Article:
The Defendants rely on Hernandez v. Hayes, 931 S.W.2d 648 (Tex.App.--San Antonio, 1996, writ denied), arguing that the Texas school board grievance procedures are quasi-judicial, therefore entitling the Board of Trustees Defendants to absolute immunity. Hernandez dealt with the absolute privilege under Texas law granted to a witness testifying in a quasi-judicial proceeding against civil liability for defamation. While the court held that the grievance procedures were quasi-judicial in nature, it analyzed the procedure using different factors from the federal rule. See Hernandez, 931 S.W.2d at 652.


The Plaintiff's rely on the Supreme Court's decision denying absolute immunity to school board members in Wood v. Strickland, 420 U.S. 308, 320, 95 S.Ct. 992, 43 L.Ed.2d 214 (1975). The Court held that affording absolute immunity to school board members was unwarranted "since it would not sufficiently increase the ability of school officials to exercise their discretion in a forthright manner to warrant the absence of a remedy" for constitutional violations. Wood, 420 U.S. at 320, 95 S.Ct. 992.


While Wood dealt with a school board's discipline of a student, at least one other circuit has extended this holding to deny absolute immunity to school boards' decisions concerning a faculty member's employment. See Stewart v. Baldwin County Board of Education, 908 F.2d 1499, 1507-08 (11th Cir.1990) (holding the Court's ruling precludes an extension of absolute immunity to board members' decision to terminate faculty member). Additionally, the record indicates that the school board members were elected, illustrating that they are not insulated from political forces as are appointed governmental officials.11 While it is important that the school board members are able to make decisions "free from the threat of incurring personal liability for every decision they hand down", O'Neal, 113 F.3d at 66, we believe that qualified immunity affords them sufficient protection. For the above reasons, we hold the Defendants are not entitled to qualified immunity.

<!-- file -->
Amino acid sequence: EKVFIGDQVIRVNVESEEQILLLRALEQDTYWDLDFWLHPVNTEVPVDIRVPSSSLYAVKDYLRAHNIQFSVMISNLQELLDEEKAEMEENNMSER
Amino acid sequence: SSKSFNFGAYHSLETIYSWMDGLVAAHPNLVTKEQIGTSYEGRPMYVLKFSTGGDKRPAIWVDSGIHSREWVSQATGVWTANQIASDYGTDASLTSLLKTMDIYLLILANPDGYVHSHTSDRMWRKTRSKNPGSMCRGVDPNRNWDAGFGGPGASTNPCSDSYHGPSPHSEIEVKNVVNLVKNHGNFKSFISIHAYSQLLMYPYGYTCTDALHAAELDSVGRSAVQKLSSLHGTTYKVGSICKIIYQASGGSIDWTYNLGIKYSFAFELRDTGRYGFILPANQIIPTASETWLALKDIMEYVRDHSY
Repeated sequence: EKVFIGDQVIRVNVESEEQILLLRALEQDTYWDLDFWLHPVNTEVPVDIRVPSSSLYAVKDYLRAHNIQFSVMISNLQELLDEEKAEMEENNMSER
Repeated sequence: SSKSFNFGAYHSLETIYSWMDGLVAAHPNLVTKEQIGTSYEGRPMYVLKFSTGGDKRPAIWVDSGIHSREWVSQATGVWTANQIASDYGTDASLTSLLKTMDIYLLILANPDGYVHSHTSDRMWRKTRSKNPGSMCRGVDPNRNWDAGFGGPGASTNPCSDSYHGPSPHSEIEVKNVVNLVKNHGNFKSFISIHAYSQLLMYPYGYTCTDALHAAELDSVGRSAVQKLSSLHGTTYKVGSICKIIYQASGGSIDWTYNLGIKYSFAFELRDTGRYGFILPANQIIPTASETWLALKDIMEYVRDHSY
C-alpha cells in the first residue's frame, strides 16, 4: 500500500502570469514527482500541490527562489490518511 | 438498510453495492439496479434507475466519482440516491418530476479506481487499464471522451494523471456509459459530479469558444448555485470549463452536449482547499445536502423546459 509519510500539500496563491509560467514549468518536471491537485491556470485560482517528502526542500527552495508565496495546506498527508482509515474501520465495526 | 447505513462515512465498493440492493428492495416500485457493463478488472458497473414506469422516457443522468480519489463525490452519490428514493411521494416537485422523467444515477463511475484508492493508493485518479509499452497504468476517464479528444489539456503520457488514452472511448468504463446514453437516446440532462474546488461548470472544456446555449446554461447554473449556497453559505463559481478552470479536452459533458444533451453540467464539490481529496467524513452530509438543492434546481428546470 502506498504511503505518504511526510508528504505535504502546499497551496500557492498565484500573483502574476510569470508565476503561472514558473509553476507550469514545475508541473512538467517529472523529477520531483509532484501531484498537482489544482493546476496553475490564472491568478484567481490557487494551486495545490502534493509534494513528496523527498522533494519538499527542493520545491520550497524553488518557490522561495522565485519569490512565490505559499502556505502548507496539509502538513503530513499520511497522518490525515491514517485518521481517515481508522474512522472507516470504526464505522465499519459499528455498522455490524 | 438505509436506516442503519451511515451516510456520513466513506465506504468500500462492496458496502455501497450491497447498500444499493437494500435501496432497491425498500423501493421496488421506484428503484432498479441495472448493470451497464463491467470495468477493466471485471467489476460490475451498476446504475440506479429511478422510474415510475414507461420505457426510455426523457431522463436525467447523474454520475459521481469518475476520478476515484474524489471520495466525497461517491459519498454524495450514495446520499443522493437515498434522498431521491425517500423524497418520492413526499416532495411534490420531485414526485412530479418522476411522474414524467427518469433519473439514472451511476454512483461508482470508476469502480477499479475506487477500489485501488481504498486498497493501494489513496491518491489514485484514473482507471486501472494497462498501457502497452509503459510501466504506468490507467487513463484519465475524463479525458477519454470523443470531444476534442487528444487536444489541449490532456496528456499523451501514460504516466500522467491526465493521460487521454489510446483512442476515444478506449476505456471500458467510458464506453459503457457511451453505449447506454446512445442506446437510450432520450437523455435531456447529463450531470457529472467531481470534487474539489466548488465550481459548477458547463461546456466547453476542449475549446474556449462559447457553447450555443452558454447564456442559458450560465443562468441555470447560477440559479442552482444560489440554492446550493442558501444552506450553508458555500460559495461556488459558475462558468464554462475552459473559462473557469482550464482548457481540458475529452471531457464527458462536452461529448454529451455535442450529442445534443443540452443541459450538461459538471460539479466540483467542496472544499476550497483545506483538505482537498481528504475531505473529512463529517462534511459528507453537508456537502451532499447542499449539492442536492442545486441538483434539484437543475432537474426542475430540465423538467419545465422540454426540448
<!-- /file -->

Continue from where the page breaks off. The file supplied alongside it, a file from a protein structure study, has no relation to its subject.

III. VISD's section 1983 liability


VISD alternatively contends the Plaintiffs failed to demonstrate that constitutional violations occurred as a result of school district policy or custom. The Plaintiffs argue VISD is subject to § 1983 liability through Superintendent Brezina's actions because the Board of Trustees delegated their policymaking authority in the area of employment policy to him. Alternatively, they contend VISD is subject to liability through the Board of Trustees' actions as policymakers in affirming the Plaintiffs' transfers in the grievance hearing.


"A municipality may be held liable under § 1983 when 'execution of a government's policy or custom, whether made by its lawmakers or by those whose edicts or acts may fairly be said to represent official policy, inflicts the injury.' " Doe v. Dallas Indep. Sch. Dist., 153 F.3d 211, 215 (5th Cir.1998) (citing Monell v. Dep't of Soc. Services of New York City, 436 U.S. 658, 691, 98 S.Ct. 2018, 56 L.Ed.2d 611 (1978)). On at least two separate occasions, we have held that the board of trustees of an independent school district in Texas is a policymaker for purposes of § 1983. See Doe, 153 F.3d at 216; Jett v. Dallas Indep. Sch. Dist., 7 F.3d 1241, 1245 (5th Cir.1993). The Board of Trustees' action in affirming Superintendent Brezina's decision to transfer the Plaintiffs was an act that "may fairly be said to represent official policy" because of the Board's status as a policymaker. Doe, 153 F.3d at 215. As a result, VISD's argument fails.